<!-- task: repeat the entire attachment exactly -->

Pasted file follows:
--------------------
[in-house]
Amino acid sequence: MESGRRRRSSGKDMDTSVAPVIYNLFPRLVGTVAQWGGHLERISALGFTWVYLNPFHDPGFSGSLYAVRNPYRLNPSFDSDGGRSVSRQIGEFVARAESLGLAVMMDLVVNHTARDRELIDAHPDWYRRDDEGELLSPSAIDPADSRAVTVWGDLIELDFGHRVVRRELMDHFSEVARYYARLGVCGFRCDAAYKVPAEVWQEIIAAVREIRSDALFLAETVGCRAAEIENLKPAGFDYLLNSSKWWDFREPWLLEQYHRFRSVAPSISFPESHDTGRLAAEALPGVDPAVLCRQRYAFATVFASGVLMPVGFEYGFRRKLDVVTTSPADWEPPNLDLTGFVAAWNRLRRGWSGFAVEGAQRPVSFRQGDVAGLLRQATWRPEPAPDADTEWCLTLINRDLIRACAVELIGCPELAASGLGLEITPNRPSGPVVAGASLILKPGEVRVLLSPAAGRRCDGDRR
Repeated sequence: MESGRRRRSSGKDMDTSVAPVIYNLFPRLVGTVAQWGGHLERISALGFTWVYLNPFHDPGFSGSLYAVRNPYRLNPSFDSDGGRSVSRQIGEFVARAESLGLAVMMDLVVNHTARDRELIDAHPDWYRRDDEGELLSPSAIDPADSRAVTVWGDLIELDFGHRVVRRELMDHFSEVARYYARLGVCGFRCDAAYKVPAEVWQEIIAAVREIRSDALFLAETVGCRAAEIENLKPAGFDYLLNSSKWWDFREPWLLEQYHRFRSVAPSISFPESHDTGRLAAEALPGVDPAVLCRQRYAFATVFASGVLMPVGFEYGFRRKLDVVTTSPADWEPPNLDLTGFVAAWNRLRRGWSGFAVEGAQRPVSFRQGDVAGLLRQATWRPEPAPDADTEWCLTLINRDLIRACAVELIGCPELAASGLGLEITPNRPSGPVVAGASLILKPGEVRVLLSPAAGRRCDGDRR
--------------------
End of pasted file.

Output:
[in-house]
Amino acid sequence: MESGRRRRSSGKDMDTSVAPVIYNLFPRLVGTVAQWGGHLERISALGFTWVYLNPFHDPGFSGSLYAVRNPYRLNPSFDSDGGRSVSRQIGEFVARAESLGLAVMMDLVVNHTARDRELIDAHPDWYRRDDEGELLSPSAIDPADSRAVTVWGDLIELDFGHRVVRRELMDHFSEVARYYARLGVCGFRCDAAYKVPAEVWQEIIAAVREIRSDALFLAETVGCRAAEIENLKPAGFDYLLNSSKWWDFREPWLLEQYHRFRSVAPSISFPESHDTGRLAAEALPGVDPAVLCRQRYAFATVFASGVLMPVGFEYGFRRKLDVVTTSPADWEPPNLDLTGFVAAWNRLRRGWSGFAVEGAQRPVSFRQGDVAGLLRQATWRPEPAPDADTEWCLTLINRDLIRACAVELIGCPELAASGLGLEITPNRPSGPVVAGASLILKPGEVRVLLSPAAGRRCDGDRR
Repeated sequence: MESGRRRRSSGKDMDTSVAPVIYNLFPRLVGTVAQWGGHLERISALGFTWVYLNPFHDPGFSGSLYAVRNPYRLNPSFDSDGGRSVSRQIGEFVARAESLGLAVMMDLVVNHTARDRELIDAHPDWYRRDDEGELLSPSAIDPADSRAVTVWGDLIELDFGHRVVRRELMDHFSEVARYYARLGVCGFRCDAAYKVPAEVWQEIIAAVREIRSDALFLAETVGCRAAEIENLKPAGFDYLLNSSKWWDFREPWLLEQYHRFRSVAPSISFPESHDTGRLAAEALPGVDPAVLCRQRYAFATVFASGVLMPVGFEYGFRRKLDVVTTSPADWEPPNLDLTGFVAAWNRLRRGWSGFAVEGAQRPVSFRQGDVAGLLRQATWRPEPAPDADTEWCLTLINRDLIRACAVELIGCPELAASGLGLEITPNRPSGPVVAGASLILKPGEVRVLLSPAAGRRCDGDRR